How to Care For Your Phalaenopsis Orchid
The Phalaenopsis Orchid likes filtered sunlight. They do well in or directly adjacent to an east window. There should be no curtains on the windows or trees outside to reduce the light levels. A second location is in a south window that has a lace curtain or a tree outside to reduce the light levels to an indirect level.
Phalaenopsis like high humidity. Keep away from forced air heat vents. If you are concerned about humidity you can place the pot on a tray of wet gravel that is an inch or two deep. Add water as evaporation occurs. DO NOT let the pot or roots sit in water, this will cause rot.
Minimum temperature is about 17°C (62°F) and maximum temperature 29°C (85°F).
Watering and Fertilizing
“Phals” like to have their roots damp, but not wet. In the summer that means watering about twice a week and in the winter, during periods of lower sunlight, about once a week. After purchasing your Phal, in bloom you can regularly fertilize at about half strength (not more) with a general household plant food.
As long as the tip of the spike is alive it will continue to produce flowers. After the tip has died, cut it back to a lower “node” on the stem, and a new spike will likely start.
To Make Your Orchid Bloom Again
Place it in a room with light levels as described above with an average temperature between 18°-19°C (65°-68°C) for 6 weeks. A new spike will form and start producing flowers about 8 weeks after this time.
Growing Orchids Indoors
Most people are unjustifiably scared of growing orchid plants, particularly if they have no greenhouse or conservatory. In fact, if you make an effort to simulate conditions as close as possible to those in their natural home—orchids are less trouble than many other plants. However, the fact that almost all cultivated orchids—even the hybrids—originate in the forests and mountains of tropical and subtropical regions means that suitable conditions are not always easy to achieve.Careful choice of the varieties to grow is the first requirement, for it is obviously very difficult to keep a type that needs steamy jungle conditions in your living room. Even among the plants recommended there is considerable variation in needs and these individual quirks are explained with the plant descriptions.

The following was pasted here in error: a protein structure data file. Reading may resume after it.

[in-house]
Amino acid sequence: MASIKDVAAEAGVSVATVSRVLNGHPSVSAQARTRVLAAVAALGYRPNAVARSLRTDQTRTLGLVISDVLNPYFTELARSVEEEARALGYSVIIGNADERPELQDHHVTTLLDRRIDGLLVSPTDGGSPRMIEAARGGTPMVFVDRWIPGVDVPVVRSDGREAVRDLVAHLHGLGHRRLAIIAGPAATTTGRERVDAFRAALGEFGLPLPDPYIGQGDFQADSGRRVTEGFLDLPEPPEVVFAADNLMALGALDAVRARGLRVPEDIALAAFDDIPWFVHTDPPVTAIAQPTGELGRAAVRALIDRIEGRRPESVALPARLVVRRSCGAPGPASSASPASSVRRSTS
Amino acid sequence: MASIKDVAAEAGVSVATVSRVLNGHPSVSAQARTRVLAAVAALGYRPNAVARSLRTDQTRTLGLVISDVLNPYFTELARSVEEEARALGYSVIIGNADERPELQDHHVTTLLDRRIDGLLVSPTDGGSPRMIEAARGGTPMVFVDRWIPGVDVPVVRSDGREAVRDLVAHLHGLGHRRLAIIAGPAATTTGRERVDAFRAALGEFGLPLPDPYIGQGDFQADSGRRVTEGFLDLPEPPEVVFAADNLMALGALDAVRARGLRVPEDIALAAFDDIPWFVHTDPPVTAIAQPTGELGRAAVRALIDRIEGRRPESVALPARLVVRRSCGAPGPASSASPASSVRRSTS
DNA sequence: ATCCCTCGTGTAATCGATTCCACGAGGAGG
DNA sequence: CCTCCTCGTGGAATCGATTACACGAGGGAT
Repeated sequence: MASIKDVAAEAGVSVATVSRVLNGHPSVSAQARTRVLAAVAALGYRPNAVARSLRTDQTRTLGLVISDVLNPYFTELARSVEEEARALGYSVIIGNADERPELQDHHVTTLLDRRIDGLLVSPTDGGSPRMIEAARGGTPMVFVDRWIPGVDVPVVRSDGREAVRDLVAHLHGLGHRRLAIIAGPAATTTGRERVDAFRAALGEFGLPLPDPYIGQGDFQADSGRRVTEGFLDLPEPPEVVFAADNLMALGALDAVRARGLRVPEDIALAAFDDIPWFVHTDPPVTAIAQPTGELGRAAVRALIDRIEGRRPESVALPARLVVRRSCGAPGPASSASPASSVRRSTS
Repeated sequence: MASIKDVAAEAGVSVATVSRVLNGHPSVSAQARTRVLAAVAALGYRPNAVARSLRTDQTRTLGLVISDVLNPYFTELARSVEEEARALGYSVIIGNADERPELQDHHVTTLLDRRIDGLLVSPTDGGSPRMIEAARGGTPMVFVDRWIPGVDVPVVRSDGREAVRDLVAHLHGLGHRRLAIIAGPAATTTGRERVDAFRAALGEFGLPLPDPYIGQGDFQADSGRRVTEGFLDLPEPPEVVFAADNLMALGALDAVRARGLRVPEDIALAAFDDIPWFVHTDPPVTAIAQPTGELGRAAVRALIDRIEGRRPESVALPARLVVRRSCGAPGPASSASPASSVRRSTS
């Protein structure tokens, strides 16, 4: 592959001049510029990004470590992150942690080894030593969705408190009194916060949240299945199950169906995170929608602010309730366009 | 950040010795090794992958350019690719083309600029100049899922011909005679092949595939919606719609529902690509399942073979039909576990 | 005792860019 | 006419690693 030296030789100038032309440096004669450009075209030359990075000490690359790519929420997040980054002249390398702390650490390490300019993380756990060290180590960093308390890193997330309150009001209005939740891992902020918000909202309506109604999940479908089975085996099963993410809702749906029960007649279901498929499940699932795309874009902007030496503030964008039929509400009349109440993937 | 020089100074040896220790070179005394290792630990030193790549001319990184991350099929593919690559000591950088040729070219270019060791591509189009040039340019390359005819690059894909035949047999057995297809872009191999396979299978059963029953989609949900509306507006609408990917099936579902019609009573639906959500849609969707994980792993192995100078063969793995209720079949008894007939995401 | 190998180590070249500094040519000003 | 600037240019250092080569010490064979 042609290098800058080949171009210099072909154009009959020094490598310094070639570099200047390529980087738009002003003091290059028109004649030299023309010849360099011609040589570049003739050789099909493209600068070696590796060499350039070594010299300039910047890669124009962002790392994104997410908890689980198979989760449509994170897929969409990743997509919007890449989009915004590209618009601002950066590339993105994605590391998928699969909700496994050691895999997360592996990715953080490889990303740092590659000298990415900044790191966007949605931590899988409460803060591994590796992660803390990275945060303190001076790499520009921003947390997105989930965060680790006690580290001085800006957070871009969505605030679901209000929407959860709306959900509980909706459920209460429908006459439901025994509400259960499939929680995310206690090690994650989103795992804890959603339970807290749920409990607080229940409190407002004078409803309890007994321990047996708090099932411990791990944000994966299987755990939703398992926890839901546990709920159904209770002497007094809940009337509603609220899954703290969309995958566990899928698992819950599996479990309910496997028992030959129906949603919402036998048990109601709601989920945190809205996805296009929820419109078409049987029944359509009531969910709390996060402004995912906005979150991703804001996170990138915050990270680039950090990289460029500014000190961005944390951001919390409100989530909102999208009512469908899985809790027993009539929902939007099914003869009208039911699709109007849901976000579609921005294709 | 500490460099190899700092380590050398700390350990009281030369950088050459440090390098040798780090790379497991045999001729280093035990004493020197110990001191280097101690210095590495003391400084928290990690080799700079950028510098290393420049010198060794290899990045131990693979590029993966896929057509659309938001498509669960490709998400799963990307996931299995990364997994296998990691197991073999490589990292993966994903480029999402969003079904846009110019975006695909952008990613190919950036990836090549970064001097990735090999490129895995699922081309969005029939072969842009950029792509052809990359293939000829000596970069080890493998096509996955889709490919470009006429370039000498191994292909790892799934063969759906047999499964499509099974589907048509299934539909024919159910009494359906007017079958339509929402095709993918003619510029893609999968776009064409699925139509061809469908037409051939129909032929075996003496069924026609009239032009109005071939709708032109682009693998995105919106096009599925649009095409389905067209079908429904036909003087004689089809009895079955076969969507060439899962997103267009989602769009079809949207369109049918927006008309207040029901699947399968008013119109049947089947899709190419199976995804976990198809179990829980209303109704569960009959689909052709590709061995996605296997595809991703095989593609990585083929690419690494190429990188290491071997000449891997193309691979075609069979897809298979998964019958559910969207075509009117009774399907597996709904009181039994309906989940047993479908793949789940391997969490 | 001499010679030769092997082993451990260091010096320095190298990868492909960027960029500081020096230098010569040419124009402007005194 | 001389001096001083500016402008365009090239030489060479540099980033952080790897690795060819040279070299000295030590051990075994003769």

In spite of these variations there are basic requirements common to all orchids—namely heat, humidity and light. And the most important factor is light. The intensity of light that orchid plants receive in the wild varies widely from the Amazon forest to the Colombian Cordilleras and the foothills of the Himalayas. But all tropical and subtropical regions have at least 10 and usually 14 hours of daylight every day of the year. So if you can give your plants at least ten hours of light daily—if necessary boosting natural light with artificial—this will go along way towards achieving good growing conditions. Exposure to light for more than 16 hours a day may prevent orchids flowering. Also, except in winter in cool temperate regions, direct sunlight is too overpowering for most orchids. Turn the pots occasionally so that illumination is even.
The second factor is warmth, which is closely linked with humidity: in general, the higher the temperature, the higher the humidity. Most orchids recommended for indoor growing like an average day-time temperature of 20° to 21°C (68° to 70°F) in summer and 15° to 18°C (59° to 64°F) in winter, with the night temperature 5°C (10°F) lower. The nighttime drop is important and if necessary you should move your plants to a cooler part of the house at night.
Good humidity can be achieved by standing your plants above a tray of wet gravel over a heat source, such as a radiator. Heat evaporates the water and the vapor envelops the plant. If in doubt, use a hygrometer to gauge humidity, and give your plants an occasional fine mist with a sprayer. A humidity level of 50 per cent is usually enough.
Ventilation is a problem linked with humidity. A nicely buoyant, fresh atmosphere—no cold draughts—is recommended. Ventilation is important when growing orchids in a closed terrarium; if this does not have adjustable louvers, a tiny fan can be positioned at the bottom.